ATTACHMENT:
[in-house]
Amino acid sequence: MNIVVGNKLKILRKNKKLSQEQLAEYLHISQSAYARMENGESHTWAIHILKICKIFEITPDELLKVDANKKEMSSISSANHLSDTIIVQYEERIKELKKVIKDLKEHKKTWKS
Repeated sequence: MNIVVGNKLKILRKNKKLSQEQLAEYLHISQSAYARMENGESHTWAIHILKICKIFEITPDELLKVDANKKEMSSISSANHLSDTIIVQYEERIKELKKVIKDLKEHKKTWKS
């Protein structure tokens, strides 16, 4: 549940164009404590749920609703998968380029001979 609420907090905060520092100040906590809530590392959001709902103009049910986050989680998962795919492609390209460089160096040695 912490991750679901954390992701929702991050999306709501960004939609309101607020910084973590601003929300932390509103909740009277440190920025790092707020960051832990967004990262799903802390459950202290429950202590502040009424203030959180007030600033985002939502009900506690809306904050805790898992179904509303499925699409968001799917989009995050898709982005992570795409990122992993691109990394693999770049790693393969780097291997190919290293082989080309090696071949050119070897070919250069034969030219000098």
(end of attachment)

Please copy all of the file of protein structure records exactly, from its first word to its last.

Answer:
[in-house]
Amino acid sequence: MNIVVGNKLKILRKNKKLSQEQLAEYLHISQSAYARMENGESHTWAIHILKICKIFEITPDELLKVDANKKEMSSISSANHLSDTIIVQYEERIKELKKVIKDLKEHKKTWKS
Repeated sequence: MNIVVGNKLKILRKNKKLSQEQLAEYLHISQSAYARMENGESHTWAIHILKICKIFEITPDELLKVDANKKEMSSISSANHLSDTIIVQYEERIKELKKVIKDLKEHKKTWKS
């Protein structure tokens, strides 16, 4: 549940164009404590749920609703998968380029001979 609420907090905060520092100040906590809530590392959001709902103009049910986050989680998962795919492609390209460089160096040695 912490991750679901954390992701929702991050999306709501960004939609309101607020910084973590601003929300932390509103909740009277440190920025790092707020960051832990967004990262799903802390459950202290429950202590502040009424203030959180007030600033985002939502009900506690809306904050805790898992179904509303499925699409968001799917989009995050898709982005992570795409990122992993691109990394693999770049790693393969780097291997190919290293082989080309090696071949050119070897070919250069034969030219000098």